Vassilopita Tsoureki is a brioche kind of Greek Sweet Bread made for New Year’s Day. After midnight and the change of the Year, the head of the family cuts this bread (or cake). Whoever finds the coin is considered to be lucky during the next year. If you would like to learn more about the tradition, read an older post here.
Αlthough we love tsourekia and always make them during Easter, I’ve never made a Vassilopita Tsoureki as we prefer the Vassilopita Cake type.
As this bread has been mentioned many times in older Vassilopita posts, I decided that it was time to post this recipe as well. I made this bread today, in order to have time to post it ahead, for my readers. I will update it with some better photos tomorrow as when I attempted to take a photo, the battery of my other camera had depleted.
The recipe is based on Tsourekia filled with Chestnuts which I made a couple of years ago.
For a start, I adjusted the recipe and made a smaller dose, as I just wanted one tsoureki. I also made some minor changes, like adding ordinary butter and not ewe’s and goat milk butter, which we use during Easter and changed the flavour by not adding anise seeds and adding orange zest, instead of lemon zest. After adding all the ingredients I added the flour last, from a 1 kilo packet and weighed the leftover to see how much I used.
One tip I want to share with you is that whenever I bake during winter, using yeast, I always plan my day’s meal to be something cooked before in the oven, so that the kitchen is warm so that the yeast will rise much easier.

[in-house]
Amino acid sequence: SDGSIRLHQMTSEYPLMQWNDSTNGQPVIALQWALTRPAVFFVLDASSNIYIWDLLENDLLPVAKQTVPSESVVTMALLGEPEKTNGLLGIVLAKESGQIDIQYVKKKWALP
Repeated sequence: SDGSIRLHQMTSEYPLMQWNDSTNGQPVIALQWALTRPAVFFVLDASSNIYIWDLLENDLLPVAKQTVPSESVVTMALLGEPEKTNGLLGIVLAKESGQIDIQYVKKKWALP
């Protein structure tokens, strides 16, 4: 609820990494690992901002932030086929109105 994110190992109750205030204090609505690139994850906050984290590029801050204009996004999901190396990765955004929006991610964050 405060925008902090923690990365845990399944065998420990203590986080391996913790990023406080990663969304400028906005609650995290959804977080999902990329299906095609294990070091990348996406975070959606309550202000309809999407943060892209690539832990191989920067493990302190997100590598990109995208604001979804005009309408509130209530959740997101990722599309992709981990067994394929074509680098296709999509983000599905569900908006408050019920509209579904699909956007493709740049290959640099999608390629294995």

Vassilopita Tsoureki, recipe by Ivy
Preparation time: 1 hour
Baking time: 45 minutes
Makes: 1 tsoureki (diametre 23 cm / 9 inches)
For the yeast
42 grams (1 package) fresh yeast
1 tbsp brown sugar
1/3 cup lukewarm milk
2 tablespoons flour (out of the whole flour used)
For the dough
765 grams all purpose flour (including the 2 tbsp used above)
1/3 cup lukewarm milk
150 grams brown sugar
150 grams butter
4 egg whites and 3 yolks
¼ tsp mahleb seeds
1/8 tsp whole mastic resin
¼ tsp salt
2 tbsp orange zest
1 egg yolk mixed with a spoonful of milk for glazing
About 1 tbsp brown sugar for sprinkling on top
½ cup blanched and cut almonds
In a small bowl dissolve the yeast with milk and add a couple spoonfuls of flour together with the sugar and mix. Cover with cling film and a napkin and leave it to rise (about fifteen minutes).
Until this is ready, heat the milk, grate the orange, pound the mastic resin and the mahleb together with 1 tbsp sugar and blanche and cut the almonds into two thin slices.
In the mixer beat the butter and sugar until white and fluffy. Add the yeast mixture and add the eggs, one at a time, until incorporated, the salt, the mastic and mahleb and orange rind, as well as the milk and mix.
Change the paddle and attach the hook on your mixer. Add the flour, until the dough does not stick on the bowl or your hands. If your eggs are smaller or bigger, you may need to add more or less flour, if necessary.
Cover the dough with a napkin and leave it to rise and double in volume.
Knead again a couple of times to deflate and divide the dough in three equal parts (about 500 grams each). Form each piece into a large cord about 1 inch diametre and braid them together.
Line a baking tin with parchment paper and place a spring form ring. Place the braid inside, forming a circle.
Brush with the egg-milk mixture on top and sprinkle some sugar and some blanched almonds.
Preheat oven at 180 C / 350 F and bake for about 45 minutes until golden brown and a skewer or a knife, inserted in the middle comes out clean.
Wash a coin, dry and wrap it in a small piece of aluminum foil.
Remove to a wire rack to cool before adding the coin vertically in the cake, from the bottom side.
Wishing you all a Happy New Year,
Kopiaste and Kali Orexi,